President's first trip takes in Russia, Africa
Updated: 2013-03-22 07:08
By Zhang Yunbi (China Daily)
President Xi Jinping is expected to sign deals in Russia and will attend the BRICS summit in South Africa. Vincent Yu / The Associated Press
A bow to tradition and an acknowledgement of economics in Xi's foreign itinerary
President Xi Jinping's upcoming visits to Russia and Africa and his attendance at the BRICS summit epitomize China's emphasis on diplomacy in its attempt to drum up cooperation among developing countries, analysts say.
One week after being named president, Xi will begin visits to Russia, Tanzania, South Africa and the Republic of Congo from March 22-30. He will attend the BRICS summit in Durban from March 26-27. The summit will be attended by the leaders of the BRICS member states: Brazil, Russia, India, China and South Africa.
In Russia, President Xi is expected to strike deals to boost oil trade between the two countries and to build a natural gas pipeline, Vice-Foreign Minister Cheng Guoping said.
Xi will be in Russia for barely 36 hours, and will have a tight schedule of nearly 20 activities, including talks with Russian President Vladimir Putin, Prime Minister Dmitry Medvedev and other Russian leaders. Xi will also attend the opening ceremony for the Chinese Tourism Year in Russia, a series of events to promote the country's culture.
Cheng confirmed that Peng Liyuan, Xi's wife and a famous soprano, will accompany him to various events in Russia.
The vice-foreign minister described Xi's visit as a continuation of a tradition in which China and Russia hold exchanges after one of their leaders takes office.
Feng Yujun, head of Russian studies at the China Institutes of Contemporary International Relations, said China is Russia's largest trading partner and that deals to be signed during the visit will help ensure economic stability for both nations.
"This is also of great significance to reviving the global economy," Feng said.
Xi will visit Tanzania on March 24 and meet its President Jakaya Mrisho Kikwete. China is Tanzania's largest trading partner and its second-largest source of investment. Trade and cultural deals will be signed during the visit.
Vice-Foreign Minister Zhai Jun said China-Africa relations represent a cornerstone of China's foreign policy, and that developing friendly relations with African countries is in line with China's national policy.
Guo Xiangang, vice-president of the China Institute of International Studies, said economies in Africa are gaining steam, with annual trade volume between China and Africa growing to nearly $200 billion (155 billion euros).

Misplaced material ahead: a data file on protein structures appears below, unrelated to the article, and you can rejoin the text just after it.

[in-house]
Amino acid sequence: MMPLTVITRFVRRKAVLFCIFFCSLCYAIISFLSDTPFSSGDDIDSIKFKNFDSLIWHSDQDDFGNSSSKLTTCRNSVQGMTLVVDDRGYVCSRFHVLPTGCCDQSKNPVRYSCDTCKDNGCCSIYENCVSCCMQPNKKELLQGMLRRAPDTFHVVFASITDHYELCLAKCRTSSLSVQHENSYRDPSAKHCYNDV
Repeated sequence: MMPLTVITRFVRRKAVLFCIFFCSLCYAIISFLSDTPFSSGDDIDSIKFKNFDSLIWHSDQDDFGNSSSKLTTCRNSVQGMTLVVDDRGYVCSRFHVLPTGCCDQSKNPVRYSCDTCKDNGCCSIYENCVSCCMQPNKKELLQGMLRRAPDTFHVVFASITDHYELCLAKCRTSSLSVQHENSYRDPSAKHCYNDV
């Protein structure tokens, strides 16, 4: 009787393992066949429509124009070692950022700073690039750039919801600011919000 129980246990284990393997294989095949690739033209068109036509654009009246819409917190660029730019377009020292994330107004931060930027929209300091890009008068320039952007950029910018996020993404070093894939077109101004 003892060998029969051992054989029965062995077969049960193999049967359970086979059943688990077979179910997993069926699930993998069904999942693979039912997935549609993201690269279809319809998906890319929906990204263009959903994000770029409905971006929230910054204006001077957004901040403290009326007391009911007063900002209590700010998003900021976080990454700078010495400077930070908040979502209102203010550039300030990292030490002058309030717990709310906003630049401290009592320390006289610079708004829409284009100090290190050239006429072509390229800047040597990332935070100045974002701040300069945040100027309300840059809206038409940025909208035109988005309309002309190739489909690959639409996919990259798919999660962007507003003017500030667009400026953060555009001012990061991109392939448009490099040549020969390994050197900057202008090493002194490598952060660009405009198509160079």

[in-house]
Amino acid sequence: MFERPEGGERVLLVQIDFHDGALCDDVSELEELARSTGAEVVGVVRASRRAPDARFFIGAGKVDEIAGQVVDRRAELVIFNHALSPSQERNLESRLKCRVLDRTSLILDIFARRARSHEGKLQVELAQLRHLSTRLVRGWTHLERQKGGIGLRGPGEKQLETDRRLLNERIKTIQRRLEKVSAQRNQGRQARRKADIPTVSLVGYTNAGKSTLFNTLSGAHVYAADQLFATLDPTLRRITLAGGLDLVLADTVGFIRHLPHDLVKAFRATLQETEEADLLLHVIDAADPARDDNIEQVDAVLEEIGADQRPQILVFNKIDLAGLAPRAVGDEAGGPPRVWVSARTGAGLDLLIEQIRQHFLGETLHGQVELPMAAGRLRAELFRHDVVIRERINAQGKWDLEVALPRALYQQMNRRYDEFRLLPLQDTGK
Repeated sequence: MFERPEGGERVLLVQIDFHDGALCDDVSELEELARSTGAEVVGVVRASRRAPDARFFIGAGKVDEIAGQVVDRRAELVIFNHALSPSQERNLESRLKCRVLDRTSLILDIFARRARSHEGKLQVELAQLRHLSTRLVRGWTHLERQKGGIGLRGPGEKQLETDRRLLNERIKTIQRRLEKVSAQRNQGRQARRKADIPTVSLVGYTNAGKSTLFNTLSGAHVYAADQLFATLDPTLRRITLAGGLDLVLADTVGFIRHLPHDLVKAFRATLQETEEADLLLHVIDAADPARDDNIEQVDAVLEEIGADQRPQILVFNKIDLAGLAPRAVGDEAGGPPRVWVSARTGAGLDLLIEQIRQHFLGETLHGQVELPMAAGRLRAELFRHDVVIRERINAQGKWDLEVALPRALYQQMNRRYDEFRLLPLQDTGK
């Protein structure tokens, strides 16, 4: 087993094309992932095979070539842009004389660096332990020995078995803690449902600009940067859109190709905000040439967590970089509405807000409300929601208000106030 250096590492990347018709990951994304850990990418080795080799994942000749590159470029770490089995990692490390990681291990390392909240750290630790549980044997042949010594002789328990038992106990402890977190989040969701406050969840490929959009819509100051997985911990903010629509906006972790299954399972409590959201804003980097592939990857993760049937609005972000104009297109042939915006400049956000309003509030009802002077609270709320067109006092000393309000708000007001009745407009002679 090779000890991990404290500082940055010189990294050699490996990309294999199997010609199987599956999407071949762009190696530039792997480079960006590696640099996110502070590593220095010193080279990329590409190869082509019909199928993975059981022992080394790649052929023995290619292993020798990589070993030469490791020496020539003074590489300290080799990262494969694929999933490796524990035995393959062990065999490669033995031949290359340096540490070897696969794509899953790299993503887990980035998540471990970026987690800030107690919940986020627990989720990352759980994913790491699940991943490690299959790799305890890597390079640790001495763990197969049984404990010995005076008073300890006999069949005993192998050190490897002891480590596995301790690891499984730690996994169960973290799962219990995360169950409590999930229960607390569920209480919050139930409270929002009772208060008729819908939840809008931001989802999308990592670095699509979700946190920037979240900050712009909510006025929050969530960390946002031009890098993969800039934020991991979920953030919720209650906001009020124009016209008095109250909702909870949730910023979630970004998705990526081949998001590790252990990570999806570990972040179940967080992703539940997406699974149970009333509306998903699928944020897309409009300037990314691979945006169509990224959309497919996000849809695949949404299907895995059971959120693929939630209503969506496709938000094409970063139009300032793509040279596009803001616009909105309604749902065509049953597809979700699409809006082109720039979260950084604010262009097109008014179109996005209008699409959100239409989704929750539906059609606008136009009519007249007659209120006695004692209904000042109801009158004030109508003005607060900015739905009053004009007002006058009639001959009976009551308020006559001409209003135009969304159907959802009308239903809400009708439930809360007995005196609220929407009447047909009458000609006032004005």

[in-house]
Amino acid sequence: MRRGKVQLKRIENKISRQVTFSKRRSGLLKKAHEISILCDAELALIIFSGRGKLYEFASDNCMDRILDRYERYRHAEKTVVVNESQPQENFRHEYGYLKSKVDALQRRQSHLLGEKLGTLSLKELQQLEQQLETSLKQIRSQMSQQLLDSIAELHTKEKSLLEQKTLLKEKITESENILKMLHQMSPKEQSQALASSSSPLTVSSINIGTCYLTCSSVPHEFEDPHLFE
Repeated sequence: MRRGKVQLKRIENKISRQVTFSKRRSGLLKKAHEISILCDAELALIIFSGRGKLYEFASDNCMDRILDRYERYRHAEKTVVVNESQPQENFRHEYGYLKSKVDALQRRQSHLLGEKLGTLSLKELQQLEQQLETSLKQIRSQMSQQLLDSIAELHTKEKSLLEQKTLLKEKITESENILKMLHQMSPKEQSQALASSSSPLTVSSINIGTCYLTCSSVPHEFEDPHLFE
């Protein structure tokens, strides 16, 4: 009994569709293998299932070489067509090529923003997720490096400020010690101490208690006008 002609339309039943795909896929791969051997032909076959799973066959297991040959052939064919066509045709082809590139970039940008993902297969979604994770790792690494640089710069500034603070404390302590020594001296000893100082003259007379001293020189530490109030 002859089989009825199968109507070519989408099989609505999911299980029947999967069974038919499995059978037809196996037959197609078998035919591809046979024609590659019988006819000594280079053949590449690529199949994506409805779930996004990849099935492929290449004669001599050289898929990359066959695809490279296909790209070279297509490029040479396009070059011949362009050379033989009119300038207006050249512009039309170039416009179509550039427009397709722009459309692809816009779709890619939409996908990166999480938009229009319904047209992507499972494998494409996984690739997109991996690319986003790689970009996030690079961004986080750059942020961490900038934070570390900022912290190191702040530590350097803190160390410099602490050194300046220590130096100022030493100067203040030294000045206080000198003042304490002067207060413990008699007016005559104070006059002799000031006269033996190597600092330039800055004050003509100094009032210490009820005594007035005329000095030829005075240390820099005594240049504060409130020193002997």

"President Xi's visit signals an enhancement of China-Africa ties," Guo said.
After arriving in South Africa on March 25, Xi will meet President Jacob Zuma and Vice-President Kgalema Petrus Motlanthe to discuss China-Africa relations and sign trade and education agreements.
China and South Africa established diplomatic relations 15 years ago and bilateral trade reached $59.9 billion last year, nearly a third of total trade between China and all of Africa.
On his third leg of the Africa trip, Xi will visit the Republic of Congo March 29-30 and meet President Denis Sassou Nguesso, marking the first visit by a Chinese president since diplomatic relations were established 49 years ago.
Trade and finance agreements are expected to be signed during the Congo trip. Xi will also deliver a speech to the country's parliament.
He Wenping, director of the African studies department at the Institute of West Asian and African Studies under the Chinese Academy of Social Sciences, said Xi's visit to Africa may help further "tap into the continent's potential" at a time when BRICS has incorporated South Africa as a member state. The Durban meeting will be the first BRICS summit held on the continent.
BRICS member states have recently discussed the possibility of establishing a development bank to fund infrastructure, said Ma Zhaoxu, assistant foreign minister, and progress on the matter is expected at the summit.
It is also expected that the member states will make progress in establishing a foreign exchange reserve pool aimed at forming an intra-bloc capital security network.
Guo expected the member states to reiterate opposition to trade protectionism and make calls to provide aid for less developed countries.
Xinhua contributed to this story.
(China Daily 03/22/2013 page3)